It's a little fuzzy, my memories of those promises, because Abby was the brave person who smiled and sold our belief to 3000 vendors. She arranged for lists of customers to be loaned to us, so we'd have an audience. We arrived with Adager's promise for back-page sponsorship, and left the conference with HP's order for inside-cover ads. In between, WRQ said they'd back us with a center-spread ad series. There were others from Day One -- this ad list of that October 20 years ago shows that most of them are still in business, some kind of MPE business, two decades later. Abby imagined their beliefs, before they made them real.
Becoming real is an adventure. I like to talk about it using the words from The Velveteen Rabbit, in part because that prose was a part of my wedding vows to the woman that I called Dottie 25 years ago.
Real isn't how you are made. Real is a thing that happens to you. Sometimes it hurts, but when you are Real you don't mind being hurt. It doesn't happen all at once. You become. Once you are Real, you can't be ugly, except to people who don't understand. Once you are Real, you can't become unreal again. It lasts for always.
That's lyrical, that belief in Real. The word "always" was part of our first website, too, which we launched before 1995 was over and called Always Online. We thought of always like the 3000s that were working at the time, and like the systems that are still working today. Like the system that's running in the IT shop at that manager's site where he said couldn't believe. Sometimes when people say "I can't believe," it's because they already do. They just want to remember why they believe.
You can read us today because of those sponsors. At first there were a few, while others waited to see how we'd do. Then they swelled up while Y2K took over our futures. We didn't see that big surf coming, just like most of us couldn't see that HP would lose its 3000 belief. That changed us all, but we've adapted and grown — older, of course, and somewhat wiser.
In the middle of these two decades we built this blog. Just like in the print issue's earliest days, there were key advertisers before we proved much except our proposal for digital. ScreenJet, Marxmeier, and Robelle just said they'd back our digital work, promises we earned from another summertime meeting of 3000 users, that one in the wake of the Interex '05 meltdown. Sometimes people just want to keep telling stories. That's what the 2011 Reunion made possible.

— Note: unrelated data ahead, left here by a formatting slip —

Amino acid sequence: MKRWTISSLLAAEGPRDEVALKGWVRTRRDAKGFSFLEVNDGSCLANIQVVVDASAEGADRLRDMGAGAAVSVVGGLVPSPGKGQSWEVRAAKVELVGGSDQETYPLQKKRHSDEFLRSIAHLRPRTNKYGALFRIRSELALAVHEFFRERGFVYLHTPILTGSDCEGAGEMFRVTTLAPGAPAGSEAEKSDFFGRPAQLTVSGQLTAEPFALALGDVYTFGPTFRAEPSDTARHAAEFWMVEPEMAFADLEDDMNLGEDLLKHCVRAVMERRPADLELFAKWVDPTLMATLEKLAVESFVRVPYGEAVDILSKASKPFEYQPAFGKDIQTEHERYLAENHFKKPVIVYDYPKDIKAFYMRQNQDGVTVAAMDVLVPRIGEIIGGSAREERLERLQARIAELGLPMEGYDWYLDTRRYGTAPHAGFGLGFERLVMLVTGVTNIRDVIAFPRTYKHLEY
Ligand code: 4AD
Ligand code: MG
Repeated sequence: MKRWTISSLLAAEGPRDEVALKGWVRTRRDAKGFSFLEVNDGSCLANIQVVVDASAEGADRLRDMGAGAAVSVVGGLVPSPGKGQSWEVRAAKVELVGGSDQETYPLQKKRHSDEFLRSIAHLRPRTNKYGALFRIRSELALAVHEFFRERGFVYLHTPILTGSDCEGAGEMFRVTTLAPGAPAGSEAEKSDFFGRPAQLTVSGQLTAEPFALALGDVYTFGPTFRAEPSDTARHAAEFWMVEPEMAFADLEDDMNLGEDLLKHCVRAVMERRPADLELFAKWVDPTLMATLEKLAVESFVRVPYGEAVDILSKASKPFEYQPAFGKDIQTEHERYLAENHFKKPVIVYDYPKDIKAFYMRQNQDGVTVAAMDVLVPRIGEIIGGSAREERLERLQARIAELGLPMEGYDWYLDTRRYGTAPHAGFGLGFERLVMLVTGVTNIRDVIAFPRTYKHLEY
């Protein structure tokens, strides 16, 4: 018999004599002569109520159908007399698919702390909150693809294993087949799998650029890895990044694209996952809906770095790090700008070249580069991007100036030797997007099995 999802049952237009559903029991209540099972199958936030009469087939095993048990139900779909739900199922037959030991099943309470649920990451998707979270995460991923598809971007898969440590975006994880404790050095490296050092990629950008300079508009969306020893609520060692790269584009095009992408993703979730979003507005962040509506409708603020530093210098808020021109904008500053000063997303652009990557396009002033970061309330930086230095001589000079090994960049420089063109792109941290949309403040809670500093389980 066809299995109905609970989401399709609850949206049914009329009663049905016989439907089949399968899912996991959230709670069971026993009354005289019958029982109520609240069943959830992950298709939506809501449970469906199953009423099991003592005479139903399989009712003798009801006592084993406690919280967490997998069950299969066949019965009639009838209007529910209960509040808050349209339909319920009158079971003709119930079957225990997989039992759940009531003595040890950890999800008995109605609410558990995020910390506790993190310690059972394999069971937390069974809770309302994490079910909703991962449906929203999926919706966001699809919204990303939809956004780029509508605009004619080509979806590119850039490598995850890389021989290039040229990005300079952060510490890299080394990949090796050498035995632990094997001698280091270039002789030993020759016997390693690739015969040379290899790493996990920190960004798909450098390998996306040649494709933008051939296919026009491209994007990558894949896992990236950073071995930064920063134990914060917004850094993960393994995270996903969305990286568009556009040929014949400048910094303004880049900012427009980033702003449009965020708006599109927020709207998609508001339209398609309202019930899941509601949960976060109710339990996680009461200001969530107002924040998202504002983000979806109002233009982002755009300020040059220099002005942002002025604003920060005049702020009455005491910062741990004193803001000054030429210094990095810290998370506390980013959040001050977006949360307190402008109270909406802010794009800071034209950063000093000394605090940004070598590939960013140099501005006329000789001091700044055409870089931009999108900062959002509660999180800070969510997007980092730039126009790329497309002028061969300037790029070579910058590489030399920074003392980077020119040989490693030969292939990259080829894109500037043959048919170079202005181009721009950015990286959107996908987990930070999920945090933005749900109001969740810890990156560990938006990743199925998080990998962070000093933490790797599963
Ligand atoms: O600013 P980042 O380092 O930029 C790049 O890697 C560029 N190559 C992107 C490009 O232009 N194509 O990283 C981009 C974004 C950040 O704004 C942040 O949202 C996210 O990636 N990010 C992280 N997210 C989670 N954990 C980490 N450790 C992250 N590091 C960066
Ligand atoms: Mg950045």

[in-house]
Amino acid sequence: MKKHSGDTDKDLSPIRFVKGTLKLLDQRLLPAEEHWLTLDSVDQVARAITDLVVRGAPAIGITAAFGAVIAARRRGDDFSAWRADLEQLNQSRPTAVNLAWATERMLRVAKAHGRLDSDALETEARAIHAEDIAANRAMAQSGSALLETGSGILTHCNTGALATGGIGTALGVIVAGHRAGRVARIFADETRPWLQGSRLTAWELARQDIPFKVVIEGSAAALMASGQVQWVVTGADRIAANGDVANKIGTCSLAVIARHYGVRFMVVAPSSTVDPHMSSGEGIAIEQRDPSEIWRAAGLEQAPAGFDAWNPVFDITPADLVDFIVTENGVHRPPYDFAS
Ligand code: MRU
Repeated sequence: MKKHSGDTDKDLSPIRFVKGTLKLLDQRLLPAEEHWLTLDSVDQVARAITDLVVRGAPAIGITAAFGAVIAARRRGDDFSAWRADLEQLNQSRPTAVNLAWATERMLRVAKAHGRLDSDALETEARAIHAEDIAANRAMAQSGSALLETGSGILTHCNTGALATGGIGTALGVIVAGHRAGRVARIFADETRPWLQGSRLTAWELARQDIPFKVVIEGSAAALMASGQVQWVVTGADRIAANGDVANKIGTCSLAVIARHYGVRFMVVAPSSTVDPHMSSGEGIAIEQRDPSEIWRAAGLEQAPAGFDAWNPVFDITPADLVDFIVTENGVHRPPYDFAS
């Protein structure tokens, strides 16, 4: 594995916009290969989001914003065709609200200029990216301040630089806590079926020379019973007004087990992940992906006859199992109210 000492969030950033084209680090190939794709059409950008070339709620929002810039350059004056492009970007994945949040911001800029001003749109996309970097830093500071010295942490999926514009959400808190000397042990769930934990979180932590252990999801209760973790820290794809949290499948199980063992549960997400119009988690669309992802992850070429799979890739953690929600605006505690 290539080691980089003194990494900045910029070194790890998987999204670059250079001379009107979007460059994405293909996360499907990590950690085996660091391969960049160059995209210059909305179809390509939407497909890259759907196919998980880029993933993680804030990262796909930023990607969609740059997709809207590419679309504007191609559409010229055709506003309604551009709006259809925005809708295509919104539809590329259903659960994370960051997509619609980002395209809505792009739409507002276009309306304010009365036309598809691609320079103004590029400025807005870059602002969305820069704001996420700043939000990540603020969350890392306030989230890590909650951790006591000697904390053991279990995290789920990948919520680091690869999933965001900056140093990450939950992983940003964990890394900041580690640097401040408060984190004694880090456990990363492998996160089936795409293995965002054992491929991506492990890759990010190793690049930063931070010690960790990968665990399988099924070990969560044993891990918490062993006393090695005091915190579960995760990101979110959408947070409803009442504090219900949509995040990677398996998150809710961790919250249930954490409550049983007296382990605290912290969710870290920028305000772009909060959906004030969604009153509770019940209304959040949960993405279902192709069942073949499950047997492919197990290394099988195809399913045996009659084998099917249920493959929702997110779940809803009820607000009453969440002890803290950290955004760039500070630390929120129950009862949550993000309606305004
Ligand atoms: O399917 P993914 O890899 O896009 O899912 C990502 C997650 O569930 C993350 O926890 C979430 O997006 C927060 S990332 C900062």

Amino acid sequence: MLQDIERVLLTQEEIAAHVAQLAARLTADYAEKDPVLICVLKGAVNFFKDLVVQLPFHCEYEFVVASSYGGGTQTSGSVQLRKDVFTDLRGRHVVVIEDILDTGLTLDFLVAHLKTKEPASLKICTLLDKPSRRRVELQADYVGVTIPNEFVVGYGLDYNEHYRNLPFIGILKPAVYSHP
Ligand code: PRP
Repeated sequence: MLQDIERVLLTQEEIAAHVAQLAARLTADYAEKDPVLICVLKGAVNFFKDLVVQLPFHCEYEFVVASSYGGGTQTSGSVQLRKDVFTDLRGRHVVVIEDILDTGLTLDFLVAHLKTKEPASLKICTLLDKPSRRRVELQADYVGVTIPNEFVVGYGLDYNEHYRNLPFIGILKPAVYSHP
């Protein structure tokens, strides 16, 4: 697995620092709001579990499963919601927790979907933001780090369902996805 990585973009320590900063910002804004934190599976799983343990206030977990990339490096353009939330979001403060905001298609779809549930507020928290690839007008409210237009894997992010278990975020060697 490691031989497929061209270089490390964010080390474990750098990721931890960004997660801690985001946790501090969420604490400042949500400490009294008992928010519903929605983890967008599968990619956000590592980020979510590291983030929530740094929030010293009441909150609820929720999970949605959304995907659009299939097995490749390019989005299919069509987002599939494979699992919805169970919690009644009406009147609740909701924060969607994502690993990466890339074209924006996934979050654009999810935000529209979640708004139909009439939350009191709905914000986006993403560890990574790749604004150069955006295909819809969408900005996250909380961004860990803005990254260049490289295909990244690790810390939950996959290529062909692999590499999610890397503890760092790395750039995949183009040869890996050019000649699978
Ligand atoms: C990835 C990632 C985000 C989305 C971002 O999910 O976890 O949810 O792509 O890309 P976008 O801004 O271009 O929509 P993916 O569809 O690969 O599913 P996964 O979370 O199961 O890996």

MB Foster was an early supporter of both print and blog, and today along with Stromasys, Pivital Solutions, and Applied Technologies, they keep the beacon lit. Across both print issues and blog we've enjoyed support from our Austin allies, The Support Group. Abby and I worked together to help them launch their company's newsletter in the year before the NewsWire printed those first four pages.
As I said to begin, we can't believe we're still in business this week, either. Abby likes to say that we didn't figure we'd do this beyond five years. I felt differently, but kept that unreasonable hope to myself, except when I wrote editorials and analysis and conjured stories from contributors. Seeing the glass half full got easier once the 3000 got better HP leadership. Everybody knows we love Harry Sterling for the GM stand he made during those Y2K years. Good times, as the new generation of Millennials likes to say.
Before this starts to sound too valedictory, or an exercise in bald sentiment and nostalgia, I'll wrap it up. This fall Abby and I celebrated 25 years of marriage, laughing and crying in a day of stories, wedding garb, champagne, and acres of cakes. Following through is something to believe in, especially when there is something fresh to remind you why you started. Fresh is still floating in this Fall's air. We're so grateful that you've made it possible for us to remain here, telling stories about where you go next.